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Doctors caution Aleve users not to overreact

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Stunning news that a fourth popular painkiller may increase the risk of heart attack or stroke added anxiety Tuesday for patients already worried about the safety of the drugs.

This time, it was Aleve, an over-the-counter pain medicine popular with arthritis sufferers that is also used to treat maladies ranging from headaches to sports injuries. It was the fourth time in three months and the second time in days that a popular painkiller was linked to increased risk for heart attack or stroke.

Doctors said Tuesday, however, that the findings about Aleve, or naproxen, may not have the broad applications that many patients fear.

"All of this is very scary to patients, but there is no need for panic," said Dr. Hayes Wilson, an Atlanta rheumatologist.

Patients who take Aleve short term, as directed, and who have no known risk of heart disease should have no reason to worry, doctors said.

About 70 million Americans suffer from arthritis. Many turn to nonsteroidal anti-inflammatory drugs, or NSAIDs, such as Aleve. Many of the drugs, however, cause stomach problems, including bleeding. A subset of the NSAIDs, called COX-2 inhibitors, brought great hope to arthritis sufferers because they don't cause the stomach problems.

Federal officials said that further research could show that the entire class of NSAIDs, including Advil and Mobic, could cause problems for the heart.

Those problems may not put most patients at higher risk for heart attack or stroke. Millions have taken Aleve in its 28-year history without noticeable side effects.

"We may very well find that all anti-inflammatories have some kind of cardiac risk," Wilson said. "It may be that we will move to a kind of informed consent. But this study does not show us that."

In recent weeks, three COX-2 inhibitors have come under increased scrutiny. Merck & Co. pulled Vioxx off the market in September after studies showed an increased risk of heart attack and stroke. It accounted for $2 billion in sales in 2003. Last week, Pfizer, maker of Celebrex, stopped its ads after links were found to the same risks. Recently, Pfizer also warned that patients who have had cardiac surgery should not take its other COX-2 inhibitor, Bextra.

The FDA plans to meet in February to discuss the safety of the three COX-2 inhibitors. An FDA spokeswoman said Tuesday she did not know whether Aleve would be added to that list.

''It would be premature to say what we're going to do with either one of these drugs, Celebrex or Aleve,'' said Lester Crawford, acting commissioner of the Food and Drug Administration, on NBC's "Today." ''However, we will keep all regulator options open and make some determinations as quickly as possible based on the data.''

Crawford said that patients concerned about Aleve should follow the dosage recommendations for the drugs.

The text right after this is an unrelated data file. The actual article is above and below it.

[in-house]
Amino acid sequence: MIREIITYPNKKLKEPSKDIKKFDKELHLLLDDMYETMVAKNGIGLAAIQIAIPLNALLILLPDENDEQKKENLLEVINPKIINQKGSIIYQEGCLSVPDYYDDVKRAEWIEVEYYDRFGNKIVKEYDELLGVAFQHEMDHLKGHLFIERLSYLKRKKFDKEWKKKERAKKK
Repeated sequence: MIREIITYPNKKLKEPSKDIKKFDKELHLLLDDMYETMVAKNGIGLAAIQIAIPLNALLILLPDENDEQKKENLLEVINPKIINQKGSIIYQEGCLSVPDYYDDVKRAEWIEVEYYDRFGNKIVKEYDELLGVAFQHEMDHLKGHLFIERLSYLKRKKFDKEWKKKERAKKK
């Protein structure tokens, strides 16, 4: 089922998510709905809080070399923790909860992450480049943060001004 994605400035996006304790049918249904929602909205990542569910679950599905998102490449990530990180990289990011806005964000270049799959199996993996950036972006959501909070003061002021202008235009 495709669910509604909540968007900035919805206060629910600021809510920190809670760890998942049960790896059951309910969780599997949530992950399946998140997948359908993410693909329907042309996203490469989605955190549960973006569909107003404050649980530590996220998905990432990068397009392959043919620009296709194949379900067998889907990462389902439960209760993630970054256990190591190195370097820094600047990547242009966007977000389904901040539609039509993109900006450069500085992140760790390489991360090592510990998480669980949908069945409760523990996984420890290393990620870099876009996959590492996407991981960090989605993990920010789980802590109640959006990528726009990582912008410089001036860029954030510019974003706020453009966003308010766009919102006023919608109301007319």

Bayer HealthCare, which makes Aleve, said Tuesday it has not seen the research data but plans to cooperate with federal authorities.

''In the meantime, we are in agreement with the FDA's recommendations that Aleve can be used safely as directed for pain relief and that consumers should not take the product for longer than 10 days unless directed to do so by a physician,'' the company said.

Sales of Aleve were $148 billion last year, according to a Dec. 20 report from Brand Week.

The Aleve study, by the National Institutes of Health, was looking at whether Aleve and Celebrex could delay onset of Alzheimer's disease. It involved 2,400 volunteers age 70 and older.

Investigators halted the study Friday after announcing that 70 of the participants suffered heart attacks or strokes. Twenty-three died.

Investigators estimate a 50 percent increase in heart attacks or strokes among study participants taking Aleve, compared with those who had been taking placebos.

Patients in the study were given 220 milligrams of Aleve twice a day, the same dose recommended for over-the-counter use.

Because the patients were older and had been taking Aleve for much longer than the recommended time, doctors Tuesday said it would be inaccurate to apply the findings from the Alzheimer's study to the general population.

Doctors said the latest news underscores a potent fact of pharmacology that many patients and sometimes even their physicians have forgotten or ignored: Drugs of all kinds come with consequences.

"Every single medicine, really every single thing you put into your body has a potential side effect," said Dr. Laurence Sperling, director of preventive cardiology at Emory School of Medicine.--

People with heart problems or those at risk of heart disease probably should avoid taking the COX-2 inhibitors, Sperling said.

"If you're going to take an over-the-counter medicine, read the label, read the fine print and follow the guide," Sperling said. --- News services contributed to this article.

Copyright 2004 The Atlanta Journal-Constitution


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